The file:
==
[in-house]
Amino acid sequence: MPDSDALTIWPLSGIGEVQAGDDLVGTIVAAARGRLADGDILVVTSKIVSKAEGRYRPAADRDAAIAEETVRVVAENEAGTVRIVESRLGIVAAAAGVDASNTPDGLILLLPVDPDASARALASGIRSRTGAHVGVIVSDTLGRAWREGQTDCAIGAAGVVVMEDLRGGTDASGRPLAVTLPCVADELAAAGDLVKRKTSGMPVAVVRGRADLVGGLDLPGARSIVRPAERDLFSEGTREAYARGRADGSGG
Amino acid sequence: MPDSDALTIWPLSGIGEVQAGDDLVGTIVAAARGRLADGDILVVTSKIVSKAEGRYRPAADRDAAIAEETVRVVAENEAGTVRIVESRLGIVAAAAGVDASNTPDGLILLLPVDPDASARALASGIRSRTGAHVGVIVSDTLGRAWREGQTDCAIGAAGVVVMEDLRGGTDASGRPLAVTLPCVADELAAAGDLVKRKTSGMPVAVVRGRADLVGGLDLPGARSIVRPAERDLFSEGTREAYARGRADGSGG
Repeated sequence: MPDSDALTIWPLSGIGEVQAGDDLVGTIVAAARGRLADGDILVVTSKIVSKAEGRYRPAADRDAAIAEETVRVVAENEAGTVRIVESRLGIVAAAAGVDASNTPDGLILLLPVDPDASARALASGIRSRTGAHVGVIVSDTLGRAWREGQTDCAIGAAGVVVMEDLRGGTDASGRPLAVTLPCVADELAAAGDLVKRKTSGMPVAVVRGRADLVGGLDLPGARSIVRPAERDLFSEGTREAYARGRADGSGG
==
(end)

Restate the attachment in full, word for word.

[in-house]
Amino acid sequence: MPDSDALTIWPLSGIGEVQAGDDLVGTIVAAARGRLADGDILVVTSKIVSKAEGRYRPAADRDAAIAEETVRVVAENEAGTVRIVESRLGIVAAAAGVDASNTPDGLILLLPVDPDASARALASGIRSRTGAHVGVIVSDTLGRAWREGQTDCAIGAAGVVVMEDLRGGTDASGRPLAVTLPCVADELAAAGDLVKRKTSGMPVAVVRGRADLVGGLDLPGARSIVRPAERDLFSEGTREAYARGRADGSGG
Amino acid sequence: MPDSDALTIWPLSGIGEVQAGDDLVGTIVAAARGRLADGDILVVTSKIVSKAEGRYRPAADRDAAIAEETVRVVAENEAGTVRIVESRLGIVAAAAGVDASNTPDGLILLLPVDPDASARALASGIRSRTGAHVGVIVSDTLGRAWREGQTDCAIGAAGVVVMEDLRGGTDASGRPLAVTLPCVADELAAAGDLVKRKTSGMPVAVVRGRADLVGGLDLPGARSIVRPAERDLFSEGTREAYARGRADGSGG
Repeated sequence: MPDSDALTIWPLSGIGEVQAGDDLVGTIVAAARGRLADGDILVVTSKIVSKAEGRYRPAADRDAAIAEETVRVVAENEAGTVRIVESRLGIVAAAAGVDASNTPDGLILLLPVDPDASARALASGIRSRTGAHVGVIVSDTLGRAWREGQTDCAIGAAGVVVMEDLRGGTDASGRPLAVTLPCVADELAAAGDLVKRKTSGMPVAVVRGRADLVGGLDLPGARSIVRPAERDLFSEGTREAYARGRADGSGG